Pacific Rim Bureau (CNSNews.com) - An international survey of opinions about the U.S. presidential campaign shows the Philippines topping a list of 35 countries when it comes to support for President Bush and backing for his policies.
In 31 of the 35 countries surveyed by the University of Maryland's program on international policy attitudes, respondents said they would prefer to see Democratic candidate Sen. John Kerry win in November.
The exceptions were the Philippines (which favored Bush by 57 points to 32), Nigeria (33-27), Poland (31-26) and Thailand (33-30).
Under President Gloria Arroyo, the Philippines has been a strong supporter of the U.S. in the post-9/11 war against Islamic terrorism, a relationship that last year won the South-East Asian country the same "major non-NATO ally" status as enjoyed by such U.S. allies as Australia and Japan.
Manila and Washington had a fallout in mid-July, however, after Arroyo withdrew troops from the U.S.-led coalition in Iraq to appease terrorists there who kidnapped a Filipino and threatened to kill him.
In the aftermath of that decision, commentators in the Philippines reacted strongly to the criticism from Washington, and some analysts predicted anti-U.S. sentiment would grow.
The Philippines leg of the international survey by the program on international policy attitudes (PIPA) and an international polling firm, GlobeScan Inc. was carried out during July, the same period when the country was caught up in the two-week hostage saga.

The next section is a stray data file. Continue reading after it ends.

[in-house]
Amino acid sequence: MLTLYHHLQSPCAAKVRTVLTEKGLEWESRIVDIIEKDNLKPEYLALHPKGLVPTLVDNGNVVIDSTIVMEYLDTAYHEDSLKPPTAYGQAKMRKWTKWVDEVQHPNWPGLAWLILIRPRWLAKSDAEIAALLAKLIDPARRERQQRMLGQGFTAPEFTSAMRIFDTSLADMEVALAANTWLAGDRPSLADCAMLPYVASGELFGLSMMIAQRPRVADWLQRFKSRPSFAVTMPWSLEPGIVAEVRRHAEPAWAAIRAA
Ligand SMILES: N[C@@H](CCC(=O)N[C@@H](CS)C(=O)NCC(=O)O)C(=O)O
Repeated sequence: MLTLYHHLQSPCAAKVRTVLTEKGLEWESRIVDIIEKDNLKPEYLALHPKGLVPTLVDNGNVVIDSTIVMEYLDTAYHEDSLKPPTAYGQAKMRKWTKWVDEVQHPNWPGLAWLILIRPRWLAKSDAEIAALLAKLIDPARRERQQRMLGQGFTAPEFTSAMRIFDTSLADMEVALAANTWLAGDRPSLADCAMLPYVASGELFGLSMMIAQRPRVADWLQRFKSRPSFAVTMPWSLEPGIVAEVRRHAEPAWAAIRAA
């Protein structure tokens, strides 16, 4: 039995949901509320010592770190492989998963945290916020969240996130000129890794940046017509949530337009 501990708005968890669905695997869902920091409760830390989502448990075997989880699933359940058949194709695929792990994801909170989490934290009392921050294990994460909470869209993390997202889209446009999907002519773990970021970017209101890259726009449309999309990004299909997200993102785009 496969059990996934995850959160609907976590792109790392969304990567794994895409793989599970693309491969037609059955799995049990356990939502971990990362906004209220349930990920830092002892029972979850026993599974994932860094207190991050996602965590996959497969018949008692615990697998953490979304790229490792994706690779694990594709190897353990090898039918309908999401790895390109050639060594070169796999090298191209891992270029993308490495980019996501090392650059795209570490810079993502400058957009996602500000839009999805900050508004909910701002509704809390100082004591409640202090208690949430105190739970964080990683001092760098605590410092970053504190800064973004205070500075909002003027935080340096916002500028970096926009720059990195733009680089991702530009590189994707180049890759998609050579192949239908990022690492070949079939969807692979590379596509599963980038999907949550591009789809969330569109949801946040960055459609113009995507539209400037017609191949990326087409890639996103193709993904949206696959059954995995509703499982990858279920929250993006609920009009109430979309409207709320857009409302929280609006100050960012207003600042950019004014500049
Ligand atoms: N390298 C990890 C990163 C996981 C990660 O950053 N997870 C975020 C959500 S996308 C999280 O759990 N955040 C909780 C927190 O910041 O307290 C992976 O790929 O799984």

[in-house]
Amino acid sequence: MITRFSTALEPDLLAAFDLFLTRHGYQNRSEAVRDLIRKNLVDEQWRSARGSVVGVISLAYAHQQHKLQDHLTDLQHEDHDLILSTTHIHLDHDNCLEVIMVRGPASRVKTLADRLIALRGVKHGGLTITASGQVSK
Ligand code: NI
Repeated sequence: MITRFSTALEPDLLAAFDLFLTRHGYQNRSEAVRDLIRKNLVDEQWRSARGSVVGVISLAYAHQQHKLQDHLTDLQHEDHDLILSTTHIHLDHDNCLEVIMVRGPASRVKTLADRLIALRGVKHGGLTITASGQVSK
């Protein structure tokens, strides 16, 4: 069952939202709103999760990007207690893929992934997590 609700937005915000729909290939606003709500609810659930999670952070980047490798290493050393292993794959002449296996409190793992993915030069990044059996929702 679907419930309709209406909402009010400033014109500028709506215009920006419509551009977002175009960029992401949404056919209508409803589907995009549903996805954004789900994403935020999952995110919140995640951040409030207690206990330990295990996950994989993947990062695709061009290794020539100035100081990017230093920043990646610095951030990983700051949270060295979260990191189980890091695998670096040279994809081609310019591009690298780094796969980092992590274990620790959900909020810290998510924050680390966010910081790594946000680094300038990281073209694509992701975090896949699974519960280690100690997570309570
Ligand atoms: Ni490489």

PIPA and GlobeScan said in a statement that 34,000 people in 35 countries were surveyed between May and September. Overall, one-third of respondents did not express a preference - 17 percent said it made no difference which candidate won, and another 17 percent did not provide an answer.
Apart from the Philippines, Poland, Thailand and Nigeria, respondents in all the other countries in the survey backed Kerry. The margin in India was the narrowest, with Kerry leading by 34 percentage points to 33.
The others included eight members of the coalition in Iraq - the Netherlands (Kerry by 63 points to 6), Norway (74-7), Kazakhstan (40-12), Italy (58-14), Britain (47-16), Czech Republic (42-18), Japan (43-23) and the Dominican Republic (51-38) - and former coalition member Spain (45-7), which withdrew from Iraq after Socialists won an election last March.
The remainder were Canada (61-16), France (64-5), Germany (74-10), China (52-12), Russia (20-10), Turkey (40-25), Sweden (58-10), Indonesia (57-34), Brazil (57-14), Venezuela (48-22), Colombia (47-26), Argentina (43-6), Mexico (38-18), Uruguay (37-5), Peru (37-26), Bolivia (25-16), Kenya (58-25), Ghana (48-24), Tanzania (44-30), South Africa (43-29), Zimbabwe (28-6).
All of those surveyed were also asked whether Bush's foreign policy decisions had affected their feelings about the U.S., one way or another.
On average, 53 percent of respondents said the policy made them feel "worse" about the U.S., while 19 percent said it made them feel "better."
In only three countries did a majority or plurality of respondents say Bush's policies made them feel better about the U.S. - the Philippines (58 percent better - 27 percent worse), Thailand (36-30) and India (38-33).
The strongest negative views of U.S. foreign policy were held in Germany (where 83 percent of respondents said the policies made them feel worse), France (81), Mexico (78), China (72), Canada (71) and the Netherlands (71).
Perhaps surprisingly, Indonesia, the world's most populous Islamic country, was among the countries where opinion was more evenly divided: 49 percent of respondents said the foreign policies made them feel worse about the U.S., but 44 percent said the policies made them feel better.
Send a Letter to the Editor about this article.